Afrua Hirsch’s “Brit(ish)” is another seminal BLM book that went out of stock and has only just come back in, though it’s been on my wishlist for a good while. This memoir unpacks systemic racism, prejudice and disadvantage and how the impact of historical issues plays out on lives today. “Mother Country: Real Stories of the Windrush Children” edited by Charlie Brinkhurst-Cuff tells 22 real-life stories of people who came to Britain on the Windrush ship, their children and grandchildren. So four lots of direct voices telling their lived experience in this batch.

Here’s a funny thing I noticed when I was shelving these – they’re all lovely and bright in purples, yellows and red, and the spines the same …

… yet when I went to shelve them (and yes, they DO fit on my TBR shelves!) (just), I noticed that the whole front row is grey, green, blue and white. How odd! I know I do have a load of Persephones and Viragoes waiting to be read next month but that’s by no means all of them!

On to the next one, and the people at the British Library Women Writers series have kindly sent me a lovely paperback to review of “Dangerous Ages” by Rose Macaulay, which looks at three women of varying ‘dangerous ages’ and what life throws at them. This is a gorgeous object of a book, with a lovely patterned and textured cover, a silhouette of the author and French flaps. It’s out next month in their new batch and I hope to have it reviewed on publication date. Thank you to the lovely British Library Publishing folks for sending it to me!

And finally, we’ve obviously been in lockdown here in the UK and all non-essential shops were shut, which was a Good Thing. Then they’ve been gradually opening up, but I’ve been feeling very timid and risk-averse and sticking to my usual two-supermarkets-plus-savers routine. Then I was running with a friend on Sunday who mentioned that the local charity shops are being very good, controlling entrance to the shop, having someone on the door with hand sanitiser, and generally feeling OK. So as I had to go to Holland & Barrett (also safe and well-organised; you scan your own items and the staff are behind plastic screens), I girded my loins and went across the road to Oxfam Books (I was thinking that there are only books there, so less backing into racks of clothing, etc.). It was absolutely fine, there was hand sanitiser at the door and a note of how many people could be in the shop at any one time, everyone who came in after me used the sanitiser as did I. I was careful not to pick up and put down books, although this meant I took one down to browse, couldn’t work out how to put it back (do I tell the staff I’ve touched it? there’s no trolley to put them on as apparently Waterstone’s has) and bought it anyway, although I do think I did really want it! I paid by card using contactless and the volunteer was behind a screen. I did quarantine the bag of books in the spare room for 72 hours, so feel pretty safe.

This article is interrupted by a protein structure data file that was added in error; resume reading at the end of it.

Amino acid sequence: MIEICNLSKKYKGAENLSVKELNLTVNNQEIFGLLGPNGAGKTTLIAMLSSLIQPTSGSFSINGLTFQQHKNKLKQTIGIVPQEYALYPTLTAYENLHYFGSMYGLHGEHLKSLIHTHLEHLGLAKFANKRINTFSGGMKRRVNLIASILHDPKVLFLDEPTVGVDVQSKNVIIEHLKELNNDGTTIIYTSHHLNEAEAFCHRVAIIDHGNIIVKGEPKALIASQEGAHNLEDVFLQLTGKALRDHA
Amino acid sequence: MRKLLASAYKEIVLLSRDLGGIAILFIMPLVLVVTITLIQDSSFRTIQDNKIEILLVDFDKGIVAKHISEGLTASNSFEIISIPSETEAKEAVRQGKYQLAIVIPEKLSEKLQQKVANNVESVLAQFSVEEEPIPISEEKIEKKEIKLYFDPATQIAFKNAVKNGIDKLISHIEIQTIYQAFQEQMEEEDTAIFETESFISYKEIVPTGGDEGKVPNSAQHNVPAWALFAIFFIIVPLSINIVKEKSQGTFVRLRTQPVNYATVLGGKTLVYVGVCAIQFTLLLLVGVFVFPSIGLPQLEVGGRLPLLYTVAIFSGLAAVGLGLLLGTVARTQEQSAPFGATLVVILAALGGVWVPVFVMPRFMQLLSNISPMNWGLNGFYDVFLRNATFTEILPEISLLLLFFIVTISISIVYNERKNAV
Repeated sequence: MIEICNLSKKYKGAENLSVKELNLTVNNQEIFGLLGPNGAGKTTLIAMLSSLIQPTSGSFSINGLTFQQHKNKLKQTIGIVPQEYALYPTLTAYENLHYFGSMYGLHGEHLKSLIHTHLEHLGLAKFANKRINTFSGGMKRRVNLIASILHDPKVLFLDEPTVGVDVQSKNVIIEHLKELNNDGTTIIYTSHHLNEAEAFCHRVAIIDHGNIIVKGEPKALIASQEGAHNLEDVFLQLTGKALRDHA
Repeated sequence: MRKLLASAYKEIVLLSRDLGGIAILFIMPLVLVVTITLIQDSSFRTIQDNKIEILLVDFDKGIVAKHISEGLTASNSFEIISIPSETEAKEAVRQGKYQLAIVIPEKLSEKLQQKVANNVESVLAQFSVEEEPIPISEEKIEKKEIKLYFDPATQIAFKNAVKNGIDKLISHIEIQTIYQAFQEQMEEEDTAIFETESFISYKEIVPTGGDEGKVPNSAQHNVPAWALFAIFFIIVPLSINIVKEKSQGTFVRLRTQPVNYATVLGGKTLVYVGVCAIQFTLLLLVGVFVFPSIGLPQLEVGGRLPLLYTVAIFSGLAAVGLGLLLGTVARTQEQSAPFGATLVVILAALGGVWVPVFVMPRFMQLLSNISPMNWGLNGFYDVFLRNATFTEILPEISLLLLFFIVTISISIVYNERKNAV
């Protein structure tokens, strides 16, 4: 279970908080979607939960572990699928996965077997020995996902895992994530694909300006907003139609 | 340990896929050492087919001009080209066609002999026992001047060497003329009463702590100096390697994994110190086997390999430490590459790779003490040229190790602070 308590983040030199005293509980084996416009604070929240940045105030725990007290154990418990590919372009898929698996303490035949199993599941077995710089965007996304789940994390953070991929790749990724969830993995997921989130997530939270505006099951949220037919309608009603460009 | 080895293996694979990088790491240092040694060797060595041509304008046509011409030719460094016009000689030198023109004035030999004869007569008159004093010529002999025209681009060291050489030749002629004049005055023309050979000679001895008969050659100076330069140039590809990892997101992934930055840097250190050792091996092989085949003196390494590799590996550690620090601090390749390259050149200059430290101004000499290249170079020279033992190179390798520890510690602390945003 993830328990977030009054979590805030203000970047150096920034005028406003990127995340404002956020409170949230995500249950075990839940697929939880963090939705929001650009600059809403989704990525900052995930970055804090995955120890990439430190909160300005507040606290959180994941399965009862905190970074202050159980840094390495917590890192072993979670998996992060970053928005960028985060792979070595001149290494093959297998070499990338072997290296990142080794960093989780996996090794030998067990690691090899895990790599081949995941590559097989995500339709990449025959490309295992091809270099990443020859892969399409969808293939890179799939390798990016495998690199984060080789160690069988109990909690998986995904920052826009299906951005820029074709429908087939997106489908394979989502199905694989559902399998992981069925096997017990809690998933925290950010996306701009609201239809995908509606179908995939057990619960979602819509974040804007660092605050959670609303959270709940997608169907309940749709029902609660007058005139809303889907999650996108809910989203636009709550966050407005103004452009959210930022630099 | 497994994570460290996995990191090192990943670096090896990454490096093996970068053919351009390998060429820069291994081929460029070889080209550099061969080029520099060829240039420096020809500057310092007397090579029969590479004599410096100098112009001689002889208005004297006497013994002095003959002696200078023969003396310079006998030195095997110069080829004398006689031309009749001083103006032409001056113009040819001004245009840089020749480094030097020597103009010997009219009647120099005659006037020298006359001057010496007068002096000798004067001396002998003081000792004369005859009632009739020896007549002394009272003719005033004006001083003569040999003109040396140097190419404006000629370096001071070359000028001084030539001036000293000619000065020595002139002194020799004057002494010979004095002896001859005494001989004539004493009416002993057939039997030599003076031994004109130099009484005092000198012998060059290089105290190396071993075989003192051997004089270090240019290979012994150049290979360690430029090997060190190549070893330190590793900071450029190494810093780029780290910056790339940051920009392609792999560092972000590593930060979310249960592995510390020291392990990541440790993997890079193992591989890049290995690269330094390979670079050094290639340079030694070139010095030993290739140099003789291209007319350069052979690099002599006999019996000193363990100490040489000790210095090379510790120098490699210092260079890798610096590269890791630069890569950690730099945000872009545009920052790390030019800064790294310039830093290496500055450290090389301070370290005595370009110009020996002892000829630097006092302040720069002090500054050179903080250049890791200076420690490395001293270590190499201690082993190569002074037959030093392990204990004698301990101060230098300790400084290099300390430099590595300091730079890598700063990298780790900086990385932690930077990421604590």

So what did I pick up?

A lovely hardback of Armistead Maupin’s “Logical Family: A Memoir” – I’ve had this on my radar for a while and can’t wait to get to it. Damian Le Bas published “The Stopping Places: A Journey Through Gypsy Britain” a while back and it has been on the back burner of my wish list. I did think that if I’m doing all this reading around Black and Asian British lives I should devote some time to the very criticised and abused Traveller and Gypsy communities so it’s good I found this. Tristan Gooley’s “How to Read Water” is about the patterns in water from a puddle right up to the sea, and looks fascinating – I think this will also appeal to the wild swimmers I know.

What a lovely haul, and exactly the kinds of finds I was envisaging when thinking of all those lockdown clearouts and donations that have been going on. I can’t say I’ll be trawling the charity shops all in one go like I used to, but this felt like a new return to something normal.

Have you read any of my new acquisitions?